The golfe and uisge beatha. Or Golf and The Water of Life. Water of Life as in Scotch whisky that is. The two go together like the classics: horse and buggy, love and marriage, Hepburn and Tracy, bacon and eggs … Arnie and Jack. And in Scotland, a country the size of the state of California, there are great links, with equally great distilleries, dotted along the east and west coasts. Some are easy to get to while others involve a journey, a journey well worth the effort.
Beginning on the east coast, some three hours north of Edinburgh, is the classic and wonderful links at Brora. Designed by James Braid, sheep and cows still graze the fairways of this throwback, with almost invisible wires with a mild current running through them surrounding the greens, keeping the cows and sheep at bay. After your round stop by the renowned Clynelish distillery for a tour and a sample. Not as well known in the US as some of the other major distillers, Clynelish produces a classic single malt, smooth and vibrant.
Less than thirty minutes to the south is Royal Dornoch, home course of Donald Ross, rated by all as one of the top five links in the world. When you’re through experiencing this mystical links, don’t miss The Glenmorangie distillery, one of the revered single malt distillers, boasting different whiskys aged from 10 to 24 years in a variety of barrels that have been used for sherry, port, bourbon, and other spirits.
Head further south to play Castle Stuart and Nairn, both hard by the North Sea, with rolling dunes, swaying fescue, and beautiful but tough gorse. Nearby is a host of great Speyside distilleries: Cardhu, Glenfiddich, Glen Grant, and The Glenlivet, the elegant malt credited with starting the single malt craze in the states some thirty odd years ago.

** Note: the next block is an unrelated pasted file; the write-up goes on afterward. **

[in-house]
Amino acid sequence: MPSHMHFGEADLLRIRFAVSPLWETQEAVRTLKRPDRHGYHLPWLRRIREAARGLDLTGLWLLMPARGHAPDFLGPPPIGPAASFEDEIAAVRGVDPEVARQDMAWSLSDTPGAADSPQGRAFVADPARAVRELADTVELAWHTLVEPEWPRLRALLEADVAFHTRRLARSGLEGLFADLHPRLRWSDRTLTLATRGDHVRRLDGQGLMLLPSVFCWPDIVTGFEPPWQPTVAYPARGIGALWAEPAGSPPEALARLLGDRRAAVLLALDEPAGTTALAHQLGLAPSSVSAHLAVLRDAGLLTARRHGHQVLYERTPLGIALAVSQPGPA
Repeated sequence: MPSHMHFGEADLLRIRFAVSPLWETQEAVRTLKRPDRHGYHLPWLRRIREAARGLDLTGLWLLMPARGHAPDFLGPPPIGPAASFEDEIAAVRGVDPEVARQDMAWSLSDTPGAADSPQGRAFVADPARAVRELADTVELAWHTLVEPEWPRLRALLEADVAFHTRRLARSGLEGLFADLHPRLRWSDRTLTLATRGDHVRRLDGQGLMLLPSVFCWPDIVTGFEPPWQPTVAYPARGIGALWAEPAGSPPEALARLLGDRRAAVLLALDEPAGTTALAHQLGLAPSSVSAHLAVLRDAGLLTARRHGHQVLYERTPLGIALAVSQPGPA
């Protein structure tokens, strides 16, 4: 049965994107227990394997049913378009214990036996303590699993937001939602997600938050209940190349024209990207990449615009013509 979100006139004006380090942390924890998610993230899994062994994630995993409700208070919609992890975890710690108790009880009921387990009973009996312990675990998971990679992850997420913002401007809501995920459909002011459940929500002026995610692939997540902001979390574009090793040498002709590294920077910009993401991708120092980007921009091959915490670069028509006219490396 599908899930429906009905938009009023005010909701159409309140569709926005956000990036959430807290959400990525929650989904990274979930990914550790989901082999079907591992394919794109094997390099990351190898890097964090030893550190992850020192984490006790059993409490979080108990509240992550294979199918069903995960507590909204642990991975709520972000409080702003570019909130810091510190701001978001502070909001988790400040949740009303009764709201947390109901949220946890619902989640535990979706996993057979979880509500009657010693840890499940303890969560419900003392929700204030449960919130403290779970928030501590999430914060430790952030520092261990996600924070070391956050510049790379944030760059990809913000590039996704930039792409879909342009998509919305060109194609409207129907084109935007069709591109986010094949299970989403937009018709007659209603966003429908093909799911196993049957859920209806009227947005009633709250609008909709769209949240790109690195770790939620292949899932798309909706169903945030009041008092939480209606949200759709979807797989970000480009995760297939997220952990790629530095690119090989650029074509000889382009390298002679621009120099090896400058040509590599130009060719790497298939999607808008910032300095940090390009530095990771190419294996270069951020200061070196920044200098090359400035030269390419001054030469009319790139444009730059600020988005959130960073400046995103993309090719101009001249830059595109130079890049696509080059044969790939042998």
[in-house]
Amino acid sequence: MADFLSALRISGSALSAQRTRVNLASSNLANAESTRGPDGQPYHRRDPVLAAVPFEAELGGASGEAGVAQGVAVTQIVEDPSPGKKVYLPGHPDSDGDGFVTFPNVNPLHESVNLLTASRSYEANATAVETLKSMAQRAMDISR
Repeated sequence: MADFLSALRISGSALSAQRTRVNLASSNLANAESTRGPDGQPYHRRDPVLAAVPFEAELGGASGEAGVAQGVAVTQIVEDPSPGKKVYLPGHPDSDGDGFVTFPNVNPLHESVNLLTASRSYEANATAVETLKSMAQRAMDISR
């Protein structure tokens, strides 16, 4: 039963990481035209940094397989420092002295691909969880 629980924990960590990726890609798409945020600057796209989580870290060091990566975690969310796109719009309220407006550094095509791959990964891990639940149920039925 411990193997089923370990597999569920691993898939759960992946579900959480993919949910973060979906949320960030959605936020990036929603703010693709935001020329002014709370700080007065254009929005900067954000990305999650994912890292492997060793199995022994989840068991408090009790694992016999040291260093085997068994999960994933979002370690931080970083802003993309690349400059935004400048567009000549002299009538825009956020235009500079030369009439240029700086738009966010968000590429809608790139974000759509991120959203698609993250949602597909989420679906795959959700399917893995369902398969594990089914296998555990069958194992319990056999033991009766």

On to St. Andrews, the home of golf. Besides The Old Course, there are six additional courses operated by the St. Andrews Links Trust, along with a plethora of memorable links within two
hours’ drive. Across the Firth of Forth from St. Andrews are Gullane, North Berwick, and Muirfield. Gullane was the venue for the 2015 Scottish Open, won this past July by Rickie Fowler. It plays up to a vast rolling plateau, with spectacular holes and equally magnificent views. North Berwick, like The Old Course, plays out and back from the town. It is known the world over for its classic holes, such as the Redan – copied countless times – and its quirky holes, such as the thirteenth, where the approach to the green must be hit over an ancient stone wall. Muirfield is a regular on The Open rota and is considered one of the fairest tests of links golf. Jack Nicklaus won his first of three Opens here and
honored it when he named his own Muirfield Village. Not a half hour away is the Glenkinchie Distillery, which produces both grain whisky for blending and its own smooth and mellow single malt of the same name. Don’t miss this tour. For a mere £8 you’ll get a comprehensive tour plus a sample of four different Scotches, one Glen Kinchie’s own, and the other three from other distilleries to compare different regions.
Finally, if you’re the adventurous sort, and love “true” links and “peaty” whisky, head northwest to the island of Islay. While there is no quick way to get there by car (Islay does have an airport), the drive is both magnificent and rugged, showing off the best of Scotland: ragged seacoast, drifting moors, and wonderful little towns. Islay is the home of the Machrie Golf Links. Designed by Willie Campbell and opened in 1891, the course is unique in that it runs across the dunes rather than with them, resulting in many blind shots. This may very well be the reason behind the club’s motto: “Keep Your Temper.”
The tiny island of Islay is home to eight distilleries, and the whiskys here are known for their strong peat taste, a product of drying the malt over peat heated fires. While an acquired taste, those who have adopted the flavour cherish it. Among the distilleries located on Islay are Ardbeg, known for the “strongest” in flavor; Laphroig, possessing a pure peat character; the little known but splendid Caol Ila; and perhaps the best of the Islays, Lagavulin, which has a stong peat punch combined with a heartwarming finish.
Golf and Scotch. There’s not a better combination. Slainte! (To your health!)